"Martino," she said, "you do not like the song of my people?"

"Please," said Martino, "you must set them free. We have to leave."

The mermaid queen gestured to the sailors. "They are happy. They will never know cold or hunger again."

"Many have families. Wives--children--who wait for them. Please, think of them."

The queen thought of this for a moment, then said, "Who are you, that our song does not reach you?"

"If you know my name, you must know more of me. I'm to be married as soon as we return. I won't stay here."

The queen's eyes glimmered, and again she waved at her mermaids. "But they are beautiful."

"Yes--but they are not her. I tell you, I must leave--I will leave. If
you won't release them, I'll go alone."

The queen shook her head, puzzled. "You are the first mortal man who has not been touched by our song."

"I love her," said Martino. "I hear and see no others. You may not
understand--"

The queen stopped him. "For a man who so forsakes any other, and for the sake of she who will be your wife, I will release them. First,
though..."

The queen spun a sheet of delicate foam in her hands, and this she presented to Martino. "A gift from us," she said. "Such love calls for
this, at least."

Martino took the foam carefully, but it stayed whole and beautiful, and it drifted in his hands like the soft rippling of the pool. "Thank you," he said.

The queen nodded and was gone, taking her maids with her. Martino and the sailors were alone.

They found water on the island, sweeter and clearer than any they'd ever tasted. Martino kept the foam in his trunk, safe and secret. None of the other sailors remembered the maids, but Martino could see in their eyes that they would be haunted by the song forever. Again he watched for land and waited, and soon the waves brought him home.

On their wedding day, Martino took the foam from his trunk and placed it in Orsetta's hands. It was no longer misty water but the finest lace, woven into delicate patterns that made him think of the mermaids'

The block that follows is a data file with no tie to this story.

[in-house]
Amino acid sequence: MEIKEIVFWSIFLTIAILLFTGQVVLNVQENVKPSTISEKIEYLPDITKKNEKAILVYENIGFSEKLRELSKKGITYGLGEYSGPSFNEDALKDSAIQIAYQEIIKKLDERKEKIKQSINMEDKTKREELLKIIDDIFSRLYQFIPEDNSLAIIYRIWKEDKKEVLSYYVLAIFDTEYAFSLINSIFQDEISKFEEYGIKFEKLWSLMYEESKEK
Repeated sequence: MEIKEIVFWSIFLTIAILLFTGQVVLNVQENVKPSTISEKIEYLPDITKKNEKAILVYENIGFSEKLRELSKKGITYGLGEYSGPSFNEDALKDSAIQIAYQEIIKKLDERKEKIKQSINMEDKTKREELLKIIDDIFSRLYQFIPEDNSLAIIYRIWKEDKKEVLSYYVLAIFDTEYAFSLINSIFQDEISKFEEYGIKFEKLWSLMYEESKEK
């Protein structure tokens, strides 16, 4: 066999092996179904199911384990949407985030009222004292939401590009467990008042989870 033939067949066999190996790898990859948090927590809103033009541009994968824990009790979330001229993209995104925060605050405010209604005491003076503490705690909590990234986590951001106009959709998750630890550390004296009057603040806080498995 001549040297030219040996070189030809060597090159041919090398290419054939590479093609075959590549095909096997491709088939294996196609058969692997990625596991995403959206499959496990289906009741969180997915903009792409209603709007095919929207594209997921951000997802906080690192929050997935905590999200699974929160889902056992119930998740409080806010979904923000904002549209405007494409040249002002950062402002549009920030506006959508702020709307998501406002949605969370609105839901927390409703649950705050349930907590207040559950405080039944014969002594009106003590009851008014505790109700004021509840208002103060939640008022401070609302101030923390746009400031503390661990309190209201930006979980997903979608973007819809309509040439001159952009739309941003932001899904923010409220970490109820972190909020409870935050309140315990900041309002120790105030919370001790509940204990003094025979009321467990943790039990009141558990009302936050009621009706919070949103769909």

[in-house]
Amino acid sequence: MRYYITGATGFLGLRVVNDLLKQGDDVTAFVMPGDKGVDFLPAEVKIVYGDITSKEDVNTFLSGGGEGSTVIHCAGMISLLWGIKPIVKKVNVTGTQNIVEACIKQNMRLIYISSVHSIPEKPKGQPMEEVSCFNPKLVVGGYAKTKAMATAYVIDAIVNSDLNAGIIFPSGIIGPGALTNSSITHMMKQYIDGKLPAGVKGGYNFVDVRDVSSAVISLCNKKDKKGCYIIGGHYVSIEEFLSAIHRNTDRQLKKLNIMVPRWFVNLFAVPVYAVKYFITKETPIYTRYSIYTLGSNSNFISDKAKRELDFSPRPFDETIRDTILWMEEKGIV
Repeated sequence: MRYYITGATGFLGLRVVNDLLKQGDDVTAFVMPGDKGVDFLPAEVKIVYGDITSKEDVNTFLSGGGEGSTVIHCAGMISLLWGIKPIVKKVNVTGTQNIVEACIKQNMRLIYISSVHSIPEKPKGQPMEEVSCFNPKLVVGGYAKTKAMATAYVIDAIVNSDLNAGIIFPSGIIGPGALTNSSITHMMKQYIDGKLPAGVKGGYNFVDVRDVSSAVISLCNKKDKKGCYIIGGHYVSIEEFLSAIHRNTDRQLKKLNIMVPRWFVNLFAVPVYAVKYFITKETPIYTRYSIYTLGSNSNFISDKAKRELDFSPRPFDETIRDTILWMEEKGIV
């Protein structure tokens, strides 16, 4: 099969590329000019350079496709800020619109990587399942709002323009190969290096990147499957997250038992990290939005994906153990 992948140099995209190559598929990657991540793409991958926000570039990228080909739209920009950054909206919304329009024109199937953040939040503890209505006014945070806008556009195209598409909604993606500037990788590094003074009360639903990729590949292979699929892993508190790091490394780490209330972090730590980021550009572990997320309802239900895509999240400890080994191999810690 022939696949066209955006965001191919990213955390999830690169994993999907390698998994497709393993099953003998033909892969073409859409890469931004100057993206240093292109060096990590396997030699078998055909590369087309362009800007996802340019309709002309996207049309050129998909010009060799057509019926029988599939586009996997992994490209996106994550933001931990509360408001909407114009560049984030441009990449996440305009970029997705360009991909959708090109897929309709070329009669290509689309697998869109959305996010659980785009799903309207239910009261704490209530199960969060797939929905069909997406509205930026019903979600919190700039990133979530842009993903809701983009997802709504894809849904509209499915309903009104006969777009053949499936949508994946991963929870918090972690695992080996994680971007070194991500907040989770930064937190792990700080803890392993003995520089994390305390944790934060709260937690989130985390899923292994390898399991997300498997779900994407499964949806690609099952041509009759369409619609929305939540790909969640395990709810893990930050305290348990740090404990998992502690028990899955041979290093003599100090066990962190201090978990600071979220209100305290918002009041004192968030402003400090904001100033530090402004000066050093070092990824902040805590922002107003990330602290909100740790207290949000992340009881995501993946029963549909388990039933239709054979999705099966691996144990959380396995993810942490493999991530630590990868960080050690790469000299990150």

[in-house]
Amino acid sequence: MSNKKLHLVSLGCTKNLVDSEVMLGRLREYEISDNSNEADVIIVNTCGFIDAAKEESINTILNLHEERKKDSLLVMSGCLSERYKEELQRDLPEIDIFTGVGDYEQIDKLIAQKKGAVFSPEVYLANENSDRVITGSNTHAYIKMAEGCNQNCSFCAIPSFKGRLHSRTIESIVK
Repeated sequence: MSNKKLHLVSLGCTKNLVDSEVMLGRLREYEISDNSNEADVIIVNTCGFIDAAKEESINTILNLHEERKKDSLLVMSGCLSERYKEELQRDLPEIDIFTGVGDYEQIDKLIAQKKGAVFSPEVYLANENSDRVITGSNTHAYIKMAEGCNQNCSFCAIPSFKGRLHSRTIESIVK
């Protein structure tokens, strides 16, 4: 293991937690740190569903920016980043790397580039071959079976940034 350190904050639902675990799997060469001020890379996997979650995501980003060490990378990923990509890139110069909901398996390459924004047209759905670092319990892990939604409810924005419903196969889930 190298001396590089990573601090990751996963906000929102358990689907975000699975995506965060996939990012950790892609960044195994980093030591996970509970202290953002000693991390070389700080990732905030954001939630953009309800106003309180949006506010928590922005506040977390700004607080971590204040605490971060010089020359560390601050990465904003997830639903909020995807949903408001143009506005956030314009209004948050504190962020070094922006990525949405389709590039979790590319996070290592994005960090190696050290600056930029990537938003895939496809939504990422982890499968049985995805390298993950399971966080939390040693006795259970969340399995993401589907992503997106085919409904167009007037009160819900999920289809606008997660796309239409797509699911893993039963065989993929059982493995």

song...

Orsetta gathered the day's wash, thinking of his story. Perhaps he'd only invented it--a charming little tale to make his new bride blush and think how lucky she was. He'd not been one to think up stories, though... She smiled, remembering his clumsy attempts at love poetry.

Orsetta sighed and set her mind on scrubbing the bed-linens. As much as she wanted to give up, to tell herself it didn't matter, she knew she couldn't abandon what they'd shared--what they could still share, if only...

She put the linens in the rinse water and reached for the next item--her ivory sleeping-shift, worn soft and smooth from so many washings. The fabric always felt so cool and light against her skin, even in this summer's heat.

Perhaps it was too plain for him, she thought, plunging the simple dress into the warm water. She'd seen things in the town shops like what those women no doubt wore--garments cut low and high in all the right places, to reveal the swells of breasts, the slow curve of inner thigh.

She still had that lace, in the trunk with their wedding things... Worn alone, it would reveal her body in teasing patterns, delicate sprays of shadow and light. She could cover only what was essential. The rest of the morning, Orsetta scrubbed and rinsed automatically, all the time devising patterns to cup her breasts, to barely hide the cleft between her legs. Once all the wash was billowing in the salty wind, Orsetta went to their bedroom, lifted the small bundle of lace from the trunk, and began to cut and sew.